Last week, the University of Alabama at Tuscaloosa was debating the use of a racial slur and the campus reaction to it -- and over the weekend racial incidents at other campuses became known:
- At Georgetown College, in Kentucky, local police were summoned to the campus after a series of incidents, including the use of a racial slur, an offensive statement made in a classroom setting, and graffiti and symbols that appeared on parts of the campus, LEX18 News reported. Officials have condemned the incidents, but not provided details on what was said. A national fraternity, the Kappa Alpha Order, announced Saturday that it had suspended its Georgetown College chapter, pending investigations into whether its was involved in the use of racial slurs directed at a minority student, The Lexington Herald-Leader reported.
- At the University of Missouri at Columbia, authorities discovered a racial slur on a sculpture outside a dormitory, and a suspect has been arrested, KMOX News reported. The incident came a year after students at Missouri were angered by a scattering of cotton balls -- seen by many as a reference to slavery -- in front of the Black Culture Center.
An economics professor at Loyola University Maryland, Thomas DiLorenzo, was criticized at a U.S. House of Representatives hearing where he testified last week because he previously gave a lecture at a meeting of the League of the South, a group that calls for the secession of Southern states from the United States, The Baltimore Sun reported. Representative William Lacy Clay (D-Mo.) raised questions (in a hearing about the Federal Reserve) about DiLorenzo's testimony because "you work for a Southern nationalist organization that espouses very radical notions about American history and the federal government." DiLorenzo said that the talk was years ago, and did not mean that he backed the group. He told the Sun: "I don't endorse what they say and do any more than I endorse what Congress says and does because I spoke at a hearing on Wednesday."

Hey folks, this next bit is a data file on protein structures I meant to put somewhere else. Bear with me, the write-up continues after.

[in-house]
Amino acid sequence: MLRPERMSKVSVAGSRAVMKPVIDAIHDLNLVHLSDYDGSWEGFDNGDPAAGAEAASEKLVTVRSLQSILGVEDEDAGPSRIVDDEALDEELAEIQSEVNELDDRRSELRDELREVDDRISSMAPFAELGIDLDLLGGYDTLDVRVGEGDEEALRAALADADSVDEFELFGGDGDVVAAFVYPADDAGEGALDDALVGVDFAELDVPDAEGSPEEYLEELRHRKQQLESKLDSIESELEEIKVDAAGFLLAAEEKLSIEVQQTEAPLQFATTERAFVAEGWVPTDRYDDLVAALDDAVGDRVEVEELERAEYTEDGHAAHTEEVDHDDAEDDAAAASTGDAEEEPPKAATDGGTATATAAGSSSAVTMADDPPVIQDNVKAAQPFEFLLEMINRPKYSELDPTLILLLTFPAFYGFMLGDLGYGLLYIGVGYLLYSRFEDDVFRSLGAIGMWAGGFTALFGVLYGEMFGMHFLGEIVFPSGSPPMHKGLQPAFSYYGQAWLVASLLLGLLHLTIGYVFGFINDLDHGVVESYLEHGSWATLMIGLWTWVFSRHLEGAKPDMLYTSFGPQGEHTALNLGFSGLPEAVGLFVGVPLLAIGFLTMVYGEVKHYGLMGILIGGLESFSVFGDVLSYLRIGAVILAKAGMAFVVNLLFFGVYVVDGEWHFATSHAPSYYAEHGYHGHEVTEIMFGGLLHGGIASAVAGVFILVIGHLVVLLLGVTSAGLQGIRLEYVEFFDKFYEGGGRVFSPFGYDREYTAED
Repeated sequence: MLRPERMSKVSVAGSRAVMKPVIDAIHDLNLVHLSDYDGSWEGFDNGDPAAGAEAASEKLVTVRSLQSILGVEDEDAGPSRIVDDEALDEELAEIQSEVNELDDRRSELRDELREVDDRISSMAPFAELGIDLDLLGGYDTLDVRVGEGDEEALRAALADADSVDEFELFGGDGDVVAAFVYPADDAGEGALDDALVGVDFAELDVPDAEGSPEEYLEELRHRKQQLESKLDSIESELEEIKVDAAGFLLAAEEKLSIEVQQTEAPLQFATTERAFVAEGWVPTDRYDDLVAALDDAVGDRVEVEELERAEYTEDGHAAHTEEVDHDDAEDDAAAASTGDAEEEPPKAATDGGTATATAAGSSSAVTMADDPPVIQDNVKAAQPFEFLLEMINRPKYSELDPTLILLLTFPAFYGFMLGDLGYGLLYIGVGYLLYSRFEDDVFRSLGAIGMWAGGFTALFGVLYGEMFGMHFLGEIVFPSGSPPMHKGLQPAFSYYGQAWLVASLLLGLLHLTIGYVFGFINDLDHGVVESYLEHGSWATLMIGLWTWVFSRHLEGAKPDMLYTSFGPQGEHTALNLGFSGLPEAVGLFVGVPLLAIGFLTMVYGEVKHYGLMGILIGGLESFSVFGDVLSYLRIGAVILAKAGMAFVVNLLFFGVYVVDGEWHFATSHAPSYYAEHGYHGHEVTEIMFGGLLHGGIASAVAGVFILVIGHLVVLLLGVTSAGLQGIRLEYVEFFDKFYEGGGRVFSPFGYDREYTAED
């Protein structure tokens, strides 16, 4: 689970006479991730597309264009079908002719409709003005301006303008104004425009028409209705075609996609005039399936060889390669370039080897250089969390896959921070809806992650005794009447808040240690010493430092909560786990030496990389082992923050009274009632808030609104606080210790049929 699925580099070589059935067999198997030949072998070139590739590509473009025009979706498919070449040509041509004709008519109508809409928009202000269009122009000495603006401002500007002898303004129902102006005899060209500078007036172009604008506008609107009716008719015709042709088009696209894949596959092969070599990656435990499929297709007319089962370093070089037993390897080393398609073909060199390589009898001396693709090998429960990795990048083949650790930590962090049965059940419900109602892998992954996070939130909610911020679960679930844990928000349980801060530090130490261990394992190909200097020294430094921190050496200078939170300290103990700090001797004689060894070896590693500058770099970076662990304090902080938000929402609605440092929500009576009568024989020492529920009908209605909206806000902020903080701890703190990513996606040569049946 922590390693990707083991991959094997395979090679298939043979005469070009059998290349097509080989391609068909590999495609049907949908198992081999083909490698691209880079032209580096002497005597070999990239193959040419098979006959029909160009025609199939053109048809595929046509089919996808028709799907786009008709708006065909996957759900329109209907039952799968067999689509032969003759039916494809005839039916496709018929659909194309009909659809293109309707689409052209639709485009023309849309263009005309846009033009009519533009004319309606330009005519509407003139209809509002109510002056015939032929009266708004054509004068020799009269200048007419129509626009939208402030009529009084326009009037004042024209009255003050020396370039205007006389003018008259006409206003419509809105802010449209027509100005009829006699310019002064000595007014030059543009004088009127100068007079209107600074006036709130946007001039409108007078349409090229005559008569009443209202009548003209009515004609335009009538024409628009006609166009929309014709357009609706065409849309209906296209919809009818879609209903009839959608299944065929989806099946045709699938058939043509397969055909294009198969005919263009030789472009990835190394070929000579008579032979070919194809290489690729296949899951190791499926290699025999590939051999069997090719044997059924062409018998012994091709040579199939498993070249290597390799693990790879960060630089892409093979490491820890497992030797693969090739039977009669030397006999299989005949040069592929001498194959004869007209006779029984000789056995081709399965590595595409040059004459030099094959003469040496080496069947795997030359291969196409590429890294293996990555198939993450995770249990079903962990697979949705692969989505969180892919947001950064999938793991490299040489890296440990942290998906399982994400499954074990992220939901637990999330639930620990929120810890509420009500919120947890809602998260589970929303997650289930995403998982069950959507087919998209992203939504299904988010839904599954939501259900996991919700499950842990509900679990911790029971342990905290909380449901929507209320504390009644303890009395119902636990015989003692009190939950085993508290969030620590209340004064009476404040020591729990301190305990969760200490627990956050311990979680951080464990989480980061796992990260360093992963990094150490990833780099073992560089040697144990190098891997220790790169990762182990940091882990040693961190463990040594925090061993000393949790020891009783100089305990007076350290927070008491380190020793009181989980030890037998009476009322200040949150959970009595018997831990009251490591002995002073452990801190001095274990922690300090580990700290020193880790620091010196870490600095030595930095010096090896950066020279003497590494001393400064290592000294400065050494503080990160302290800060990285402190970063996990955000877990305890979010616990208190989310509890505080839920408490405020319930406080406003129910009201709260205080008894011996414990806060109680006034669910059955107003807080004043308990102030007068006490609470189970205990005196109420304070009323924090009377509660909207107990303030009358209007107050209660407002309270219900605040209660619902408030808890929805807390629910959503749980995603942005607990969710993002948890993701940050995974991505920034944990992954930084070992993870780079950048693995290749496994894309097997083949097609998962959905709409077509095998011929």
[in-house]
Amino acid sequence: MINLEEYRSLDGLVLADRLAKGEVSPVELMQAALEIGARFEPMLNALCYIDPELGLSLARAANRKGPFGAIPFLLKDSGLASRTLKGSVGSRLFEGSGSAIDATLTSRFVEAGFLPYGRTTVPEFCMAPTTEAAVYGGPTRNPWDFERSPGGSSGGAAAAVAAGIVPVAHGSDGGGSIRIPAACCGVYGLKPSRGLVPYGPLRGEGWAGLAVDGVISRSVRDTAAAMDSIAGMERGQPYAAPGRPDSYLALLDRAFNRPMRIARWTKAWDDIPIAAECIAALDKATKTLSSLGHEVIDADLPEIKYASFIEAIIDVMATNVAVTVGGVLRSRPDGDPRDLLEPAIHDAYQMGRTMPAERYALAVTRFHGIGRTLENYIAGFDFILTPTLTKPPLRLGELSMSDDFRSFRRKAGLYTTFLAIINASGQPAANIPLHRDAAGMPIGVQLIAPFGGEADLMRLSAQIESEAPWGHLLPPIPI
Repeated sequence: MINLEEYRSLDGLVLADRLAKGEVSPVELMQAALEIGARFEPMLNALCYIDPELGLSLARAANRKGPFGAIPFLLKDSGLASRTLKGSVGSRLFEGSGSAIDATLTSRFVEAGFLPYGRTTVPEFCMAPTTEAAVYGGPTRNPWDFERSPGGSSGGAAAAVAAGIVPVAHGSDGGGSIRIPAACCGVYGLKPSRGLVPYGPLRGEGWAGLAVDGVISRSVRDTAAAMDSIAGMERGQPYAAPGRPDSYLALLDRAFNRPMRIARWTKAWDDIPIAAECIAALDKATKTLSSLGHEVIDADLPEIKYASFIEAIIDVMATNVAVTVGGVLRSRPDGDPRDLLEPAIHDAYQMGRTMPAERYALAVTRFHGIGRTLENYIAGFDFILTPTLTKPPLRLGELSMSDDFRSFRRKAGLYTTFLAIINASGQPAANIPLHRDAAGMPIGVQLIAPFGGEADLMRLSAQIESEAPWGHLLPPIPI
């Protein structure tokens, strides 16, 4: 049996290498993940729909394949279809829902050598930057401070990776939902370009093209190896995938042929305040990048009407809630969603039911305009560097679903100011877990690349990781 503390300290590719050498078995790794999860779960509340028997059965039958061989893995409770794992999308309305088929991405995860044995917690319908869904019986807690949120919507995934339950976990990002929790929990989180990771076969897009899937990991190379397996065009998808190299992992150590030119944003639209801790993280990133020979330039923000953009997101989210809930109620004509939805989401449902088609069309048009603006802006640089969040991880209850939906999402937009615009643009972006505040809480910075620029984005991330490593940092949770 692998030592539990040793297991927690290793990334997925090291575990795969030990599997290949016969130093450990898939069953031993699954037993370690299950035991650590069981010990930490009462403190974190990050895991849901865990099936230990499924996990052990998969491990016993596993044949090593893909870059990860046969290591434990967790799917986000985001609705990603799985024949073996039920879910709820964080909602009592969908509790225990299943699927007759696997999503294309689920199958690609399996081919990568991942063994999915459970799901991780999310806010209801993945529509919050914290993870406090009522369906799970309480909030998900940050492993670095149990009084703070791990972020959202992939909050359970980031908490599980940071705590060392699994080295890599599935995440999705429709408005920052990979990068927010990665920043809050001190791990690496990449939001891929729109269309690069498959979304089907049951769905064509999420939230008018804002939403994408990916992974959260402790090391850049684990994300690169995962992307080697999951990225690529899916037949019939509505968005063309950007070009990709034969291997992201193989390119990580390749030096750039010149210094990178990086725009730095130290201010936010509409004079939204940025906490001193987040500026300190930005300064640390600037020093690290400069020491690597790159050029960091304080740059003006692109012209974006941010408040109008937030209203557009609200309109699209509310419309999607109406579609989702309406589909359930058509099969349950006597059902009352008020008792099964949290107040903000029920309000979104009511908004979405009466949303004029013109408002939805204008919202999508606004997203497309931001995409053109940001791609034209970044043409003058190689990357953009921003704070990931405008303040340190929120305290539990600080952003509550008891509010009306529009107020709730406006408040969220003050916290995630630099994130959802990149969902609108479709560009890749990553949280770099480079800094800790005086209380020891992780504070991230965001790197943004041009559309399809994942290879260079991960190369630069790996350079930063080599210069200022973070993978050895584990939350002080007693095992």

New Hampshire's Public Employee Labor Relations Board has ruled that a majority of adjuncts in the Community College System of New Hampshire have signed authorization cards to have the State Employees' Association represent them for collective bargaining. As a result, the board declared that the association, an affiliate of the Service Employees International Union, now represents the adjuncts. The association already represents full-time professors, as well as clerical and maintenance employees, in the community college system.
Faculty members at Idaho State University have voted no confidence in President Arthur Vailas, according to Boise Weekly. A faculty report details what professors consider to be numerous problems with Vailas, raising issues about the accuracy of his statements, his leadership abilities and the way he has responded to budget challenges, among other issues. A statement from the president's office stated that he "enjoys widespread support from other constituencies."